Category Archives: adaptation
written by Robert Vendetti
illustrated by Brett Weidele
published by Top Shelf Productions (2006)
starring Bruce Willis, Rhada Mitchelle, Ving Rhames, and James Cromwell
directed by Jonathan Mostow
screenplay by John Brancato & Michael Ferris
released by Touchstone Pictures (2009)
I read and reviewed the two graphic novels (The Surrogates and The Surrogates: Flesh and Bone) by Robert Vendetti and Brett Weidele back in the spring. So when I finally got around to watching the film adaptation, I thought I’d do a little contrast-and-compare.
In the graphic novel, the lead detective is a kind of hard-boiled kind of cop that epitomizes the gritty art style that defines him. Bruce Willis, however, looks very polished as that character. Almost cosmopolitan, dare I say. Granted, he’s classic hard-nosed Bruce when his surrogate is damaged and he has to continue his investigation by walking the streets the old fashioned way. Personally, I thought his surrogate looked a bit like his psychiatrist character from The Sixth Sense, while his real-life counterpart looked like an even more grizzled version of Die Hard‘s McClain.
The story goes that a couple of people have died–murdered–while operating surrogates, which is something that has loss been deemed impossible by everyone in the know. So, the cops have to not only work with the monopoly that manufactures surrogates in order to find out how it’s possible to kill someone via a surrogate–a notion they dismiss outright–and deal with the anti-surrogate movement that is where their lead suspect resides.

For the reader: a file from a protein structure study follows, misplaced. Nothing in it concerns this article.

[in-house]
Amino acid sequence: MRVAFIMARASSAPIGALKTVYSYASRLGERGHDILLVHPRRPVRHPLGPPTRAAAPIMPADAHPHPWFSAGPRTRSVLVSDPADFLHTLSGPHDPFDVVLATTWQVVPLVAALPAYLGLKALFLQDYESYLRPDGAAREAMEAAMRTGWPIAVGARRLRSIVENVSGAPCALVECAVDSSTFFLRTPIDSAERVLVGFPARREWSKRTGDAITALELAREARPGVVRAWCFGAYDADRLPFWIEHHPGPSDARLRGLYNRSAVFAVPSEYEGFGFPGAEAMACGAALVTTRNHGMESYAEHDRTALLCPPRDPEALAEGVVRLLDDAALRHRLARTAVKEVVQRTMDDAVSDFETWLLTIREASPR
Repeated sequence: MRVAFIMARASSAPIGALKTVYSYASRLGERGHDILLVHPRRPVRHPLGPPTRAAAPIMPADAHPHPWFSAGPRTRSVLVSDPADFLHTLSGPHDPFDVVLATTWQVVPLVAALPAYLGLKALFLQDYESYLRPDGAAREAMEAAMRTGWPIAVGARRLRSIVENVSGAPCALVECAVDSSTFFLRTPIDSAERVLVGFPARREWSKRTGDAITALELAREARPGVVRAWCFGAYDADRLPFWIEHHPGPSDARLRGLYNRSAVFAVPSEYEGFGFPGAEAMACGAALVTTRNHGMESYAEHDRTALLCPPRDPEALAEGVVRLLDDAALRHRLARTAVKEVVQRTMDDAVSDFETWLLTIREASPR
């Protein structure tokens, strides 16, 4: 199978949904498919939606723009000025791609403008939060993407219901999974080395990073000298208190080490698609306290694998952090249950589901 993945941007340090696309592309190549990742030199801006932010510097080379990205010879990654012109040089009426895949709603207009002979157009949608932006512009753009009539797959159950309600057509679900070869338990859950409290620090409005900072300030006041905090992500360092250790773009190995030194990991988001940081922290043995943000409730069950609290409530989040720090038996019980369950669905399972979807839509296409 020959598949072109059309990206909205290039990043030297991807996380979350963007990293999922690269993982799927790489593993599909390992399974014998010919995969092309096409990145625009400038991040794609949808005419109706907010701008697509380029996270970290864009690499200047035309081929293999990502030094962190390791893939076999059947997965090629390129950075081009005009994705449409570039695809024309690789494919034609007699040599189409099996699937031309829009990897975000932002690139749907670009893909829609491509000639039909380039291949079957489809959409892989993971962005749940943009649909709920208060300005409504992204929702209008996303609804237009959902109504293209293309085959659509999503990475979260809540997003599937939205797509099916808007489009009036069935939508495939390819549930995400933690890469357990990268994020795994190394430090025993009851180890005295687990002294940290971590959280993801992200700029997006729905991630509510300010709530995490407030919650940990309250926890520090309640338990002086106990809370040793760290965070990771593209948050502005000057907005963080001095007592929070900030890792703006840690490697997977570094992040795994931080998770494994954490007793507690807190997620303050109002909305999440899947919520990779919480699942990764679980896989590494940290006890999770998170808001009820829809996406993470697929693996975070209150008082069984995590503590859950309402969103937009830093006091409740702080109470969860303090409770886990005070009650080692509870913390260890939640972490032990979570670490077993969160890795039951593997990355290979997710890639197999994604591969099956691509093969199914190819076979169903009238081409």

The book tackles a lot of the philosophical questions related to living life through an avater. Things like vanity, reclusiveness, classism, racism, and a slew of other issues are approached at different points. In the movie, however, the focus really leans towards the mystery and the potential conspiracy behind who would want to sew seeds of doubt concerning the security of surrogates. On the other hand, the action scenes are so much more potent on screen than on paper. Seeing man versus man-in-surrogates was a sight to behold.
Winner: The Book. I say check out the book first, especially if you’re interested in those underlying questions about a technology that would allow you to look how you’ve always dreamed (if you have the cash), and live life while sitting in a pod and treating real life like an elaborate video-game. If you just want some sci-fi action with cool special effects and a couple of explosions, then go with the movie, as it has its own benefits.
starring Aaron Johnson, Chloe Moretz, Christopher Mintz-Plasse, Mark Strong, & Nicholas Cage
directed by Matthew Vaughn
screenplay by Jane Goldman & Matthew Vaughn
based on the comic book series by Mark Millar & John Romita, Jr.
Lions Gate (2010)